Thursday 18 July 2013

Book Review: The Last Mughal by William Dalrymple

The Last Mughal contains the historical events happened during the era of 1852-1862, specifically, focusing on the 1857-59 Indian Mutiny also known as Sepoy Mutiny.
William Dalrymple has done in-depth research and went through around 20,000 Urdu and Persian documents, known as the Mutiny Papers, to produce such a masterpiece. These documents relate to Delhi in 1857 and are present on the shelves of the National Archives of India. This detailed research allows, for the first time to see 1857 Delhi from an Indian perspective and not from British viewpoint as it is usually done.
The book title refers to King Bahadur Shah Zafar, who has not been recognized much by the West. He is just known as the Last Mughal Emperor of India and as a descendent of Genghis Khan and Timur (Tamerlane). Dalrymple has broken this tradition through his book and has written the Last King’s biography with focus on the old Mughal Capital, Delhi, the Indian Sepoy mutiny and his fall. The writer has provided the profile of all the notable characters including Mughals, British and Delhi Noblemen in the start of the book. This helps a lot for referencing and reminding the persona during the depth of the story. Furthermore, the narrative is so well planned and organized that a person can easily understand the map of Delhi just by reading the accounts and without even looking at the diagram.
The account of Indian Mutiny described by Dalrymple in this book is very different and close as depicted by other historians, especially because of the addition of detailed events that led up after this mutiny and its impact on the Last Emperor. Dalrymple has not only described the end of the Mughal Era but also connects the reader with prosperous, intellectual and poetic history of Mughal Empire prior to the catastrophe took place in 1857 to the deprived and underprivileged conditions at the end.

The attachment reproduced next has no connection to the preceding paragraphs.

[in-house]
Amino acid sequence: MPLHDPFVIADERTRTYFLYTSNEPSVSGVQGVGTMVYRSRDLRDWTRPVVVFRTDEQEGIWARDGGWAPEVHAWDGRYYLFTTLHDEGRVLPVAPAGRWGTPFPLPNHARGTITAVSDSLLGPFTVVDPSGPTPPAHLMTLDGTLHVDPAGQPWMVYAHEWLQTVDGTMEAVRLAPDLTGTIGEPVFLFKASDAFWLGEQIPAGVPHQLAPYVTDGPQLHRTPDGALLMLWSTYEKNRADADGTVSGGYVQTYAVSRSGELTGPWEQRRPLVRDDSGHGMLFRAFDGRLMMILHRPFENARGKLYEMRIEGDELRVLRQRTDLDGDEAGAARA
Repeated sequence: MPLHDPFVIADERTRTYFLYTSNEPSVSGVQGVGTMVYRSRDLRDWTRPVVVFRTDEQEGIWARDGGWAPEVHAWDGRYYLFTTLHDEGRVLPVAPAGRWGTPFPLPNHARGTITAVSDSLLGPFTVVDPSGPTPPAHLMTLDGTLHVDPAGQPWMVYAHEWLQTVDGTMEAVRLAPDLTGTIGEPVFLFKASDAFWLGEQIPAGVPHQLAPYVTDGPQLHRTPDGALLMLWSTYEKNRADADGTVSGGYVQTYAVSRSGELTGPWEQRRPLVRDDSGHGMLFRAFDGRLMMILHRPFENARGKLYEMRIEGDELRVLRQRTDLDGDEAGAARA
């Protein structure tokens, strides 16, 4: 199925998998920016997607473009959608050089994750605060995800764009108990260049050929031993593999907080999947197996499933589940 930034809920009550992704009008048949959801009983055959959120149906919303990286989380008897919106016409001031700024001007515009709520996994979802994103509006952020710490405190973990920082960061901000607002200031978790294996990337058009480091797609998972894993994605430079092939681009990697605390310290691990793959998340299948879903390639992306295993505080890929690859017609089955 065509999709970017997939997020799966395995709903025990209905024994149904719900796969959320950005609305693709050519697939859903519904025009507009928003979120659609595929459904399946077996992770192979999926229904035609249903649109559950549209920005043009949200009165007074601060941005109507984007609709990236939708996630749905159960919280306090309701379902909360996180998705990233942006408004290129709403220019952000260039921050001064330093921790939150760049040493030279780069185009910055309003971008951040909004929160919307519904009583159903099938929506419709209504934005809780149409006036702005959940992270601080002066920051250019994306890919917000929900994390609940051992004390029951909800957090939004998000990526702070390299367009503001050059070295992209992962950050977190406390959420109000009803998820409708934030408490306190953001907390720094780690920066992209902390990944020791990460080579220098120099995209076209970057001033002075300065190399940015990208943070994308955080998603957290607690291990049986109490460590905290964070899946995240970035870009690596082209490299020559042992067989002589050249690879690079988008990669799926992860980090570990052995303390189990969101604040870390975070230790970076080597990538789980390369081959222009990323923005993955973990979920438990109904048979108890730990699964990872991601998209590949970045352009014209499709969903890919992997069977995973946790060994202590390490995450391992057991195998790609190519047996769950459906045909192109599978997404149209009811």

After having practical control over much of the Delhi, the British went for the traditional political tactic “divide and rule” in India and started giving favours and privileges to Hindus over the already destabilized and disheartened Muslims. This approach remained effective for ninety years but later, found to be main source of bitterness, hatred and anger and still ramifies throughout the subcontinent and the world today.
He writes his view that “as Muslim prestige and learning sank, and Hindu confidence, wealth, education and power increased, Hindus and Muslims would grow gradually apart, as British policies of divide and rule found willing collaborators among the chauvinists of both faiths. The rip in the closely woven fabric of Delhi’s composite culture, opened in 1857, slowly widened into a great gash, and at Partition in 1947 finally broke in two.”
Besides this, Dalrymple also successfully tried to touch some other crucial subjects, such as Zafar’s relations with his youngest and dearest wife, different controversial personnel of the East India Company, which many of the previous historians have missed intentionally or unintentionally.
Dalrymple has not only given a detailed end-notes list but also supplied some most informative and explaining footnotes to assist the reader in understanding and relating situation or character to the background story.
Dalrymple’s love for Delhi, its history and landscape provided much motivation to him that he lived there for many years. Besides the National Archives of India and Pakistan, he even researched and went through Burma’s national archive and Zafar’s prison record etc, stored in a very organized way in Acrobat PDF files, which British Library has failed to achieve yet.
The book keeps the readers captivated and would not allow putting it aside without finishing.
The Last Mughal has won the Vodafone Crossword Book Award, and the Duff Cooper Memorial Prize for History and Biography.  

The King of Delhi Bahadur Shah in exile, 1860 (c) National Army Museum, London


  1. Excellent boy! Keep it up!!

  2. Nice review. Very tempting for history lovers.
    All Dalrymple books are awesome. Please review some more of his books.